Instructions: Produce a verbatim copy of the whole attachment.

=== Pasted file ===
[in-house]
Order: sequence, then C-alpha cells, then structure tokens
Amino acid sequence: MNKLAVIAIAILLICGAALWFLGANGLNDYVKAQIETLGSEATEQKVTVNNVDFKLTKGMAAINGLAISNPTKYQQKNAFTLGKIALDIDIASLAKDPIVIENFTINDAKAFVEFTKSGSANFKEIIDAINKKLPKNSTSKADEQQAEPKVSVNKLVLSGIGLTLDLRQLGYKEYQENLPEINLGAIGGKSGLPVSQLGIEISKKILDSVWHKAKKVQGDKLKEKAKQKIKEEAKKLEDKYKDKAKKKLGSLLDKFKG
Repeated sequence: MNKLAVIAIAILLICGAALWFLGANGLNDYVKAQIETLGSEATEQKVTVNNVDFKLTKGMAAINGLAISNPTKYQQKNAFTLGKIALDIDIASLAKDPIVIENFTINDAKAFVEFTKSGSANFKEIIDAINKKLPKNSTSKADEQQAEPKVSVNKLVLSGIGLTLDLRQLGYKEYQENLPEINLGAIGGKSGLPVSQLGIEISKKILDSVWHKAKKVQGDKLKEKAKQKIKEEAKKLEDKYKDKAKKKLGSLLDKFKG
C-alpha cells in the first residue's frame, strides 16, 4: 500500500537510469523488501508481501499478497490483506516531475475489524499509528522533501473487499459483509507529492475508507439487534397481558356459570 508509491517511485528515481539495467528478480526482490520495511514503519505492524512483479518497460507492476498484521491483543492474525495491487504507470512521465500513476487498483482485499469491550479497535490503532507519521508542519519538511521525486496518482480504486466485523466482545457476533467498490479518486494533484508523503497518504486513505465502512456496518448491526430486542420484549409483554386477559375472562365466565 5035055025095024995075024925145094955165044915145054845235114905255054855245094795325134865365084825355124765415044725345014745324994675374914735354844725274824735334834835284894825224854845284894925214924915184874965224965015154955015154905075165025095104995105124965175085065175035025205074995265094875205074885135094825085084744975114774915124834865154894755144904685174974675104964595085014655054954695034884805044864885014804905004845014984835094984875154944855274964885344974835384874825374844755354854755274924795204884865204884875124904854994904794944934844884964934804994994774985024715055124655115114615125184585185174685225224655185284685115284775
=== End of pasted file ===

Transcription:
[in-house]
Order: sequence, then C-alpha cells, then structure tokens
Amino acid sequence: MNKLAVIAIAILLICGAALWFLGANGLNDYVKAQIETLGSEATEQKVTVNNVDFKLTKGMAAINGLAISNPTKYQQKNAFTLGKIALDIDIASLAKDPIVIENFTINDAKAFVEFTKSGSANFKEIIDAINKKLPKNSTSKADEQQAEPKVSVNKLVLSGIGLTLDLRQLGYKEYQENLPEINLGAIGGKSGLPVSQLGIEISKKILDSVWHKAKKVQGDKLKEKAKQKIKEEAKKLEDKYKDKAKKKLGSLLDKFKG
Repeated sequence: MNKLAVIAIAILLICGAALWFLGANGLNDYVKAQIETLGSEATEQKVTVNNVDFKLTKGMAAINGLAISNPTKYQQKNAFTLGKIALDIDIASLAKDPIVIENFTINDAKAFVEFTKSGSANFKEIIDAINKKLPKNSTSKADEQQAEPKVSVNKLVLSGIGLTLDLRQLGYKEYQENLPEINLGAIGGKSGLPVSQLGIEISKKILDSVWHKAKKVQGDKLKEKAKQKIKEEAKKLEDKYKDKAKKKLGSLLDKFKG
C-alpha cells in the first residue's frame, strides 16, 4: 500500500537510469523488501508481501499478497490483506516531475475489524499509528522533501473487499459483509507529492475508507439487534397481558356459570 508509491517511485528515481539495467528478480526482490520495511514503519505492524512483479518497460507492476498484521491483543492474525495491487504507470512521465500513476487498483482485499469491550479497535490503532507519521508542519519538511521525486496518482480504486466485523466482545457476533467498490479518486494533484508523503497518504486513505465502512456496518448491526430486542420484549409483554386477559375472562365466565 5035055025095024995075024925145094955165044915145054845235114905255054855245094795325134865365084825355124765415044725345014745324994675374914735354844725274824735334834835284894825224854845284894925214924915184874965224965015154955015154905075165025095104995105124965175085065175035025205074995265094875205074885135094825085084744975114774915124834865154894755144904685174974675104964595085014655054954695034884805044864885014804905004845014984835094984875154944855274964885344974835384874825374844755354854755274924795204884865204884875124904854994904794944934844884964934804994994774985024715055124655115114615125184585185174685225224655185284685115284775